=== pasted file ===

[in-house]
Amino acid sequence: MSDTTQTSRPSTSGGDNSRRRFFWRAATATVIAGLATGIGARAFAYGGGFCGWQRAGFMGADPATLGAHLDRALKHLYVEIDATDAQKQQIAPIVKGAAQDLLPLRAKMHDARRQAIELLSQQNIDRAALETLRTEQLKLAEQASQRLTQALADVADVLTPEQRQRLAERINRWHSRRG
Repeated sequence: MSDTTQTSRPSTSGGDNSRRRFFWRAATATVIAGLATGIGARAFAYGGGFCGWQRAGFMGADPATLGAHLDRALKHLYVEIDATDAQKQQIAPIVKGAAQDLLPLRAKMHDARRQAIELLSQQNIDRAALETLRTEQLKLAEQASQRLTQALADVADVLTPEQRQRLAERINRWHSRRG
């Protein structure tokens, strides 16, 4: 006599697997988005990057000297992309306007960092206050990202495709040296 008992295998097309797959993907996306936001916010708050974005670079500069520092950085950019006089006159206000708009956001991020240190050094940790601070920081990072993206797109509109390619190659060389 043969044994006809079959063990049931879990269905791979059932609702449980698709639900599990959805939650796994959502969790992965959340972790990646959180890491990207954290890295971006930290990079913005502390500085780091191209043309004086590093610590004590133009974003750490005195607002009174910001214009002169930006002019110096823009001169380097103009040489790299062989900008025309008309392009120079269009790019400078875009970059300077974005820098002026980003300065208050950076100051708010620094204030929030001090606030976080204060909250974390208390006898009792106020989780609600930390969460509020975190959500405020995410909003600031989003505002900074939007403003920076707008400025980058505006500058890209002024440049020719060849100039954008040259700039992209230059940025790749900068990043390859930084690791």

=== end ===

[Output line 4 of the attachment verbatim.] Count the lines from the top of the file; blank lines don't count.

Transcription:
């Protein structure tokens, strides 16, 4: 006599697997988005990057000297992309306007960092206050990202495709040296 008992295998097309797959993907996306936001916010708050974005670079500069520092950085950019006089006159206000708009956001991020240190050094940790601070920081990072993206797109509109390619190659060389 043969044994006809079959063990049931879990269905791979059932609702449980698709639900599990959805939650796994959502969790992965959340972790990646959180890491990207954290890295971006930290990079913005502390500085780091191209043309004086590093610590004590133009974003750490005195607002009174910001214009002169930006002019110096823009001169380097103009040489790299062989900008025309008309392009120079269009790019400078875009970059300077974005820098002026980003300065208050950076100051708010620094204030929030001090606030976080204060909250974390208390006898009792106020989780609600930390969460509020975190959500405020995410909003600031989003505002900074939007403003920076707008400025980058505006500058890209002024440049020719060849100039954008040259700039992209230059940025790749900068990043390859930084690791």